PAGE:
A Comparison of the Visual Attention Patterns of People With Aphasia and Adults Without Neurological Conditions for Camera-Engaged and Task-Engaged Visual Scenes Purpose The purpose of the study was to compare the visual attention patterns of adults with aphasia and adults without neurological conditions when viewing visual scenes with 2 types of engagement. Method Eye-tracking technology was used to measure the visual attention patterns of 10 adults with aphasia and ... Research Article
Research Article  |   April 01, 2016
A Comparison of the Visual Attention Patterns of People With Aphasia and Adults Without Neurological Conditions for Camera-Engaged and Task-Engaged Visual Scenes
 
Author Affiliations & Notes
  • Amber Thiessen
    University of Houston
  • David Beukelman
    University of Nebraska, Lincoln
  • Karen Hux
    University of Nebraska, Lincoln
  • Maria Longenecker
    University of Nebraska, Lincoln
  • Disclosure: The authors have declared that no competing interests existed at the time of publication.
    Disclosure: The authors have declared that no competing interests existed at the time of publication. ×
  • Correspondence to Amber Thiessen: althiess@central.uh.edu
  • Editor: Rhea Paul
    Editor: Rhea Paul×
  • Associate Editor: Jessica Richardson
    Associate Editor: Jessica Richardson×
Article Information
Augmentative & Alternative Communication / Language Disorders / Aphasia / Attention, Memory & Executive Functions / Language / Research Articles
Research Article   |   April 01, 2016
A Comparison of the Visual Attention Patterns of People With Aphasia and Adults Without Neurological Conditions for Camera-Engaged and Task-Engaged Visual Scenes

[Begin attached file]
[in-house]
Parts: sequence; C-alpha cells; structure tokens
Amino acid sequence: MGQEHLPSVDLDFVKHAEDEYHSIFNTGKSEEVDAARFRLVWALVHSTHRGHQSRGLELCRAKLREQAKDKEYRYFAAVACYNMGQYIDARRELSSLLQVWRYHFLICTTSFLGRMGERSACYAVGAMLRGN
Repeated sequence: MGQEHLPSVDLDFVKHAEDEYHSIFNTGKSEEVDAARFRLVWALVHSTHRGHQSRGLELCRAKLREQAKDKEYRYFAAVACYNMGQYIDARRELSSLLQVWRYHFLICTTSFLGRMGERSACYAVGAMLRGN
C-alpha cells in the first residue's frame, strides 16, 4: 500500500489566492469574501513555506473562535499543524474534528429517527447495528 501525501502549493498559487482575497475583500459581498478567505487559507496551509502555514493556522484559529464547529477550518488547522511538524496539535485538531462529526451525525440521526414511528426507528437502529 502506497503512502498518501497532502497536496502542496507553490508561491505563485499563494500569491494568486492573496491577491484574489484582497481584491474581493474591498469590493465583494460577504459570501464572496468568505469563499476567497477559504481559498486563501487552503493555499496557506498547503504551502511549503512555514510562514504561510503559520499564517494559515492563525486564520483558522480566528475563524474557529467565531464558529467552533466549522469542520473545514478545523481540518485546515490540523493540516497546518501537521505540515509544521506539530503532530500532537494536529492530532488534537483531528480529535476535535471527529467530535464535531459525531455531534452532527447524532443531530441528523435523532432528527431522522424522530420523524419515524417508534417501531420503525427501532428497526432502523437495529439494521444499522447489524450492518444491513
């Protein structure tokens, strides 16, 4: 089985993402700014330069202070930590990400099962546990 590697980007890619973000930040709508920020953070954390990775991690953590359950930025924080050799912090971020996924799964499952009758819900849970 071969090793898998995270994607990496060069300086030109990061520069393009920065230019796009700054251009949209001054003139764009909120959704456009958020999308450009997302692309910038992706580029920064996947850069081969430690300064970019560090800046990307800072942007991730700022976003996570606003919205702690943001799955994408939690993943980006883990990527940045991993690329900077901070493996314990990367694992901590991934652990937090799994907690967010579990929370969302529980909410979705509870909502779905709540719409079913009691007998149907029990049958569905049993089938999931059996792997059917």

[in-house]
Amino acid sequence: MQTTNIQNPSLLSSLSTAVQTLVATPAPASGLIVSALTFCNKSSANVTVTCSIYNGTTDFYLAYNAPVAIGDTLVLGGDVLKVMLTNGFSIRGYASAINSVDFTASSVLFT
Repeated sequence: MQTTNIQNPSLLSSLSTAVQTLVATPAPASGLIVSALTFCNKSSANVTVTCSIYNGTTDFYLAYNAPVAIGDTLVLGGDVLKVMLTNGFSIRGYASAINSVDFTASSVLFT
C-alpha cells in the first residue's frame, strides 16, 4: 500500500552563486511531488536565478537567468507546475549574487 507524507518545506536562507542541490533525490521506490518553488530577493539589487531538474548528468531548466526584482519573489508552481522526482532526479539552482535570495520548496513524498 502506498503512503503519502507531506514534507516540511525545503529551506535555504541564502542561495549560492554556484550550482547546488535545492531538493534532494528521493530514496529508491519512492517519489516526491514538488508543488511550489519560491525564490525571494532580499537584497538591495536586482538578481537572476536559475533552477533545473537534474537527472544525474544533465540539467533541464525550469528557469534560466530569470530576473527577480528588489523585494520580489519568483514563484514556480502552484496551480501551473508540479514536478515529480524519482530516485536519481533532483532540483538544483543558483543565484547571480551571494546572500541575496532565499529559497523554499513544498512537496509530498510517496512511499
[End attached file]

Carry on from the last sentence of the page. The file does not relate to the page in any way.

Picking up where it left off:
Journal of Speech, Language, and Hearing Research, April 2016, Vol. 59, 290-301. doi:10.1044/2015_JSLHR-L-14-0115
History: Received May 2, 2014 , Revised October 20, 2014 , Accepted August 9, 2015
 
Journal of Speech, Language, and Hearing Research, April 2016, Vol. 59, 290-301. doi:10.1044/2015_JSLHR-L-14-0115
History: Received May 2, 2014; Revised October 20, 2014; Accepted August 9, 2015
Web of Science® Times Cited: 1

Purpose The purpose of the study was to compare the visual attention patterns of adults with aphasia and adults without neurological conditions when viewing visual scenes with 2 types of engagement.

Method Eye-tracking technology was used to measure the visual attention patterns of 10 adults with aphasia and 10 adults without neurological conditions. Participants viewed camera-engaged (i.e., human figure facing camera) and task-engaged (i.e., human figure looking at and touching an object) visual scenes.

Results Participants with aphasia responded to engagement cues by focusing on objects of interest more for task-engaged scenes than camera-engaged scenes; however, the difference in their responses to these scenes were not as pronounced as those observed in adults without neurological conditions. In addition, people with aphasia spent more time looking at background areas of interest and less time looking at person areas of interest for camera-engaged scenes than did control participants.

Conclusions Results indicate people with aphasia visually attend to scenes differently than adults without neurological conditions. As a consequence, augmentative and alternative communication (AAC) facilitators may have different visual attention behaviors than the people with aphasia for whom they are constructing or selecting visual scenes. Further examination of the visual attention of people with aphasia may help optimize visual scene selection.

Acknowledgments
This project was supported in part by the Rehabilitation Engineering Research Center on Communication Enhancement (AAC-RERC) under Grants H133E080011 and H133E140026 from the National Institute on Disability and Rehabilitation Research (NIDRR) in the U.S. Department of Education's Office of Special Education and Rehabilitative Services (OSERS). The project was also supported in part by Tobii Technologies. The authors wish to thank the residents and the staff at Quality Living, Inc. in Omaha, NE, for their participation in the research activities. The authors report no conflicts of interest and are solely responsible for the content and writing of the article.
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